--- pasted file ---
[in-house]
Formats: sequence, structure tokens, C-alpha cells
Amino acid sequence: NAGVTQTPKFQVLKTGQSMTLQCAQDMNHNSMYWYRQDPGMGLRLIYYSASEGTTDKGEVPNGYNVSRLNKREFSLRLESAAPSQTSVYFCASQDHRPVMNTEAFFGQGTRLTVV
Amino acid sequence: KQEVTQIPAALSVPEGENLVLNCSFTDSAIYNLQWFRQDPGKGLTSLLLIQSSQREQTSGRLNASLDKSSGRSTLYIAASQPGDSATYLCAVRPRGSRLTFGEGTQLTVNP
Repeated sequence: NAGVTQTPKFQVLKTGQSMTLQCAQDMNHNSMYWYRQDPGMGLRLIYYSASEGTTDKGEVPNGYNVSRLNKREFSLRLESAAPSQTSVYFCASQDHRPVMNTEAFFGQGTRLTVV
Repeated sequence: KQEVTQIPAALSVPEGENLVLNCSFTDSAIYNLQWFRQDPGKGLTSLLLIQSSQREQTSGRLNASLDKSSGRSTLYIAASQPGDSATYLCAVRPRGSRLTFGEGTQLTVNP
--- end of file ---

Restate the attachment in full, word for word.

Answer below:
[in-house]
Formats: sequence, structure tokens, C-alpha cells
Amino acid sequence: NAGVTQTPKFQVLKTGQSMTLQCAQDMNHNSMYWYRQDPGMGLRLIYYSASEGTTDKGEVPNGYNVSRLNKREFSLRLESAAPSQTSVYFCASQDHRPVMNTEAFFGQGTRLTVV
Amino acid sequence: KQEVTQIPAALSVPEGENLVLNCSFTDSAIYNLQWFRQDPGKGLTSLLLIQSSQREQTSGRLNASLDKSSGRSTLYIAASQPGDSATYLCAVRPRGSRLTFGEGTQLTVNP
Repeated sequence: NAGVTQTPKFQVLKTGQSMTLQCAQDMNHNSMYWYRQDPGMGLRLIYYSASEGTTDKGEVPNGYNVSRLNKREFSLRLESAAPSQTSVYFCASQDHRPVMNTEAFFGQGTRLTVV
Repeated sequence: KQEVTQIPAALSVPEGENLVLNCSFTDSAIYNLQWFRQDPGKGLTSLLLIQSSQREQTSGRLNASLDKSSGRSTLYIAASQPGDSATYLCAVRPRGSRLTFGEGTQLTVNP